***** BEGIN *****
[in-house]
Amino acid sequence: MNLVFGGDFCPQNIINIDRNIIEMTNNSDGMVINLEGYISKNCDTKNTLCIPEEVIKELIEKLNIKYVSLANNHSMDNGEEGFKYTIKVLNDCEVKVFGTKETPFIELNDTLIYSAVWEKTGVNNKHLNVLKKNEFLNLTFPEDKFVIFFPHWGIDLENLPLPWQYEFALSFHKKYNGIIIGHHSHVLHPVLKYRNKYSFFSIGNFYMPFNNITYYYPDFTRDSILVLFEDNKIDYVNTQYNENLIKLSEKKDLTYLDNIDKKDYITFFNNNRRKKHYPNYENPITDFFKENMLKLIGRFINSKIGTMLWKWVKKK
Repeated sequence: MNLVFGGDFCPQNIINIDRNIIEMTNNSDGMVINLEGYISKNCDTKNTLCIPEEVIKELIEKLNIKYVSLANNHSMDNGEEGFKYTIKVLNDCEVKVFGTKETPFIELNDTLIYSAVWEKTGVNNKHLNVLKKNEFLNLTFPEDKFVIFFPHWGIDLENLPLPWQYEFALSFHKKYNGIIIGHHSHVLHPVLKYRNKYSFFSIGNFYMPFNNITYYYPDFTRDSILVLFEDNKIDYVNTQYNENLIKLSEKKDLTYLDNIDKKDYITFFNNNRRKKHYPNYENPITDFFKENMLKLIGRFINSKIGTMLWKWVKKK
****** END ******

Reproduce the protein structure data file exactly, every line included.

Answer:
[in-house]
Amino acid sequence: MNLVFGGDFCPQNIINIDRNIIEMTNNSDGMVINLEGYISKNCDTKNTLCIPEEVIKELIEKLNIKYVSLANNHSMDNGEEGFKYTIKVLNDCEVKVFGTKETPFIELNDTLIYSAVWEKTGVNNKHLNVLKKNEFLNLTFPEDKFVIFFPHWGIDLENLPLPWQYEFALSFHKKYNGIIIGHHSHVLHPVLKYRNKYSFFSIGNFYMPFNNITYYYPDFTRDSILVLFEDNKIDYVNTQYNENLIKLSEKKDLTYLDNIDKKDYITFFNNNRRKKHYPNYENPITDFFKENMLKLIGRFINSKIGTMLWKWVKKK
Repeated sequence: MNLVFGGDFCPQNIINIDRNIIEMTNNSDGMVINLEGYISKNCDTKNTLCIPEEVIKELIEKLNIKYVSLANNHSMDNGEEGFKYTIKVLNDCEVKVFGTKETPFIELNDTLIYSAVWEKTGVNNKHLNVLKKNEFLNLTFPEDKFVIFFPHWGIDLENLPLPWQYEFALSFHKKYNGIIIGHHSHVLHPVLKYRNKYSFFSIGNFYMPFNNITYYYPDFTRDSILVLFEDNKIDYVNTQYNENLIKLSEKKDLTYLDNIDKKDYITFFNNNRRKKHYPNYENPITDFFKENMLKLIGRFINSKIGTMLWKWVKKK